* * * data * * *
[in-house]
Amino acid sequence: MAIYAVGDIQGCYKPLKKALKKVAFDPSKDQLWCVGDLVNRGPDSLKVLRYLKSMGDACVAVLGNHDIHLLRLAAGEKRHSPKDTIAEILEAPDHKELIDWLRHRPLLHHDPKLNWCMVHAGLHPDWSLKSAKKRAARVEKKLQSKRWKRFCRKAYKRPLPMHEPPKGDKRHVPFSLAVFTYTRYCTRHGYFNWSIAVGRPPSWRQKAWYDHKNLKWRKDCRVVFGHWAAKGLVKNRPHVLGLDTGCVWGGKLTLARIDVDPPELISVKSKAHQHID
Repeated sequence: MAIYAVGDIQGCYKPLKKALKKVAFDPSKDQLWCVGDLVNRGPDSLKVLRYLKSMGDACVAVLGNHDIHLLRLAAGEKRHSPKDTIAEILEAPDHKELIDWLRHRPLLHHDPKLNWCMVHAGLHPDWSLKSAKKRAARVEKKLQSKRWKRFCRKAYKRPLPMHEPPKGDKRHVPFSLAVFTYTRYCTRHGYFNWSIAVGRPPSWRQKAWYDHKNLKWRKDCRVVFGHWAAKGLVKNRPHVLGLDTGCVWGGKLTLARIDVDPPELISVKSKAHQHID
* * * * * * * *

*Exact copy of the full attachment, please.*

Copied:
[in-house]
Amino acid sequence: MAIYAVGDIQGCYKPLKKALKKVAFDPSKDQLWCVGDLVNRGPDSLKVLRYLKSMGDACVAVLGNHDIHLLRLAAGEKRHSPKDTIAEILEAPDHKELIDWLRHRPLLHHDPKLNWCMVHAGLHPDWSLKSAKKRAARVEKKLQSKRWKRFCRKAYKRPLPMHEPPKGDKRHVPFSLAVFTYTRYCTRHGYFNWSIAVGRPPSWRQKAWYDHKNLKWRKDCRVVFGHWAAKGLVKNRPHVLGLDTGCVWGGKLTLARIDVDPPELISVKSKAHQHID
Repeated sequence: MAIYAVGDIQGCYKPLKKALKKVAFDPSKDQLWCVGDLVNRGPDSLKVLRYLKSMGDACVAVLGNHDIHLLRLAAGEKRHSPKDTIAEILEAPDHKELIDWLRHRPLLHHDPKLNWCMVHAGLHPDWSLKSAKKRAARVEKKLQSKRWKRFCRKAYKRPLPMHEPPKGDKRHVPFSLAVFTYTRYCTRHGYFNWSIAVGRPPSWRQKAWYDHKNLKWRKDCRVVFGHWAAKGLVKNRPHVLGLDTGCVWGGKLTLARIDVDPPELISVKSKAHQHID